Code: Select all | TOGGLE FULL SIZE
0.0v AIN0: 1719     ( 5.157V )
1.0v AIN0: 1383     ( 4.149V )
1.5v AIN0: 1218     ( 3.654V )
2.0v AIN0: 1045     ( 3.135V )
2.5v AIN0: 886      ( 2.658V )
3.0v AIN0: 711      ( 2.133V )
3.5v AIN0: 552      ( 1.656V )
4.0v AIN0: 387      ( 1.161V )
4.5v AIN0: 219      ( 1.161V )
5.0v AIN0: 52       ( 0.156V )
5.16v AIN0: 0       ( 0V     )
In all cases, the voltage calculated from the ADC reading and the voltage you measured with the multimeter add up to about 5.16V

jimk123 wrote:also is it possible to get a wider range (accuracy) over the 0-5v

First, as a point of vocabulary, range and accuracy are two different things:

- Range is the largest difference a device can measure.
- The smallest difference a device can measure is called 'resolution'.
- Accuracy is how well a sensor's output matches the value of a known standard.
- Precision is the amount of variation from one reading to the next when taking several measurements of the same standard.
- The output from a sensor is called a 'code'.
- A 'reading' is the sensor's output code converted to units of the property of interest.

Multiplying the ADC output codes (binary integers) by 3mV converted them into the voltage readings listed above. The fact that a one-digit difference between codes represents 3mV of difference in the input voltage defines the resolution.

The 'code -vs- reading' thing makes more sense when you see that the ADS1115 can be set to measure different ranges (at different resolutions):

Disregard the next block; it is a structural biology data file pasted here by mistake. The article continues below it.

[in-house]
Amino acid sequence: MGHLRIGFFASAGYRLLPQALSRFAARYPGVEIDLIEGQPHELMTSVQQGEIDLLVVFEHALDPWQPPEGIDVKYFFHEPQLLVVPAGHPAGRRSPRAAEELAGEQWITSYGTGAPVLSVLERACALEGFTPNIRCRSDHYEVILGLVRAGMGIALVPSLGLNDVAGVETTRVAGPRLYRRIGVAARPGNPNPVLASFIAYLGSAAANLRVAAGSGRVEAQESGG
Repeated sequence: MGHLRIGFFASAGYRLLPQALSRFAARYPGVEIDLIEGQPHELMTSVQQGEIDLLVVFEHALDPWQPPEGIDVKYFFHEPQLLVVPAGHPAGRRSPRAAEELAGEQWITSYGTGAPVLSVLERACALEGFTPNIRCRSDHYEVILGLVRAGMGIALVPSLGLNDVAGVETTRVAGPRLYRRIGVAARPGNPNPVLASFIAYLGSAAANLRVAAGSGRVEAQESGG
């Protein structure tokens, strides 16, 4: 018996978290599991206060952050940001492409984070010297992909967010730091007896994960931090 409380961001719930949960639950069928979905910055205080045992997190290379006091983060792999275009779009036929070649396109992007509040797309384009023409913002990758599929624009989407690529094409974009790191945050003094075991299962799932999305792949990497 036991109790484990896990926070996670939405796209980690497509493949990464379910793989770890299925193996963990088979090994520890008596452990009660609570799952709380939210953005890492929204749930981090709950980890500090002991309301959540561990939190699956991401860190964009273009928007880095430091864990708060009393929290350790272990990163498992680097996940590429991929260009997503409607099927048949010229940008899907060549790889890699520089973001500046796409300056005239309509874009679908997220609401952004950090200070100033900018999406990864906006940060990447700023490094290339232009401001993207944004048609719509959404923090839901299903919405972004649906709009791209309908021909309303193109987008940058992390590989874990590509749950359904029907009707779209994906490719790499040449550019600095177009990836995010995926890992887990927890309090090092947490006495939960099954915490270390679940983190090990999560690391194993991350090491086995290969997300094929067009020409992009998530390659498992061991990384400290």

Code: Select all | TOGGLE FULL SIZE
  ads1015.setGain(GAIN_TWOTHIRDS);  // 2/3x gain +/- 6.144V  1 bit = 3mV (default)
// ads1015.setGain(GAIN_ONE);     // 1x gain   +/- 4.096V  1 bit = 2mV
// ads1015.setGain(GAIN_TWO);     // 2x gain   +/- 2.048V  1 bit = 1mV
// ads1015.setGain(GAIN_FOUR);    // 4x gain   +/- 1.024V  1 bit = 0.5mV
// ads1015.setGain(GAIN_EIGHT);   // 8x gain   +/- 0.512V  1 bit = 0.25mV
// ads1015.setGain(GAIN_SIXTEEN); // 16x gain  +/- 0.256V  1 bit = 0.125mV
Regardless of the range/resolution, the output codes will always be binary integers.

jimk123 wrote:it is my understanding the ADS1115 can sense from 0-4095 ?

Not exactly. The ADS1115 has 4096 output codes, but they're signed integer values from -2048 to +2047.

You can only get the negative half of the range with a differential measurement (the relative voltage between two input pins). For a differential reading between AIN0 and AIN1 at 2/3 gain:

- AIN0=5V and AIN1=0V would give you output code 1666 (times 3mV = 5V)
- AIN0=0V and AIN1=5V would give you output code -1666 (times 3mV = -5V)

Single-ended readings only give you the 11 bits of resolution that represent the positive half of the range.

If you wanted to measure 0V to 5V at higher resolution, you could use GAIN=1 and take a differentlal reading with pin AIN1 tied to a constant 2.5V. That would give you output codes from -1250 to 1250 at a resolution of 2mV per bit. You'd only be using about half of the available range though (codes -2048 to 2047).

You could improve the resolution again by running the 5V through a 1k-4k voltage divider so the voltage to measure varies from 0V to 4.0V. Then you could use the GAIN=2 setting and take a differential reading with AIN1 tied to a constant 2V. That would give you output codes between -2000 and +2000 at a resolution of 1mV per bit. That would make almost all of the available codes map to readings within the range you want, at a resolution of 1mV per bit.

adafruit_support_mike
 
Posts: 64547
Joined: Thu Feb 11, 2010 2:51 pm

Please be positive and constructive with your questions and comments.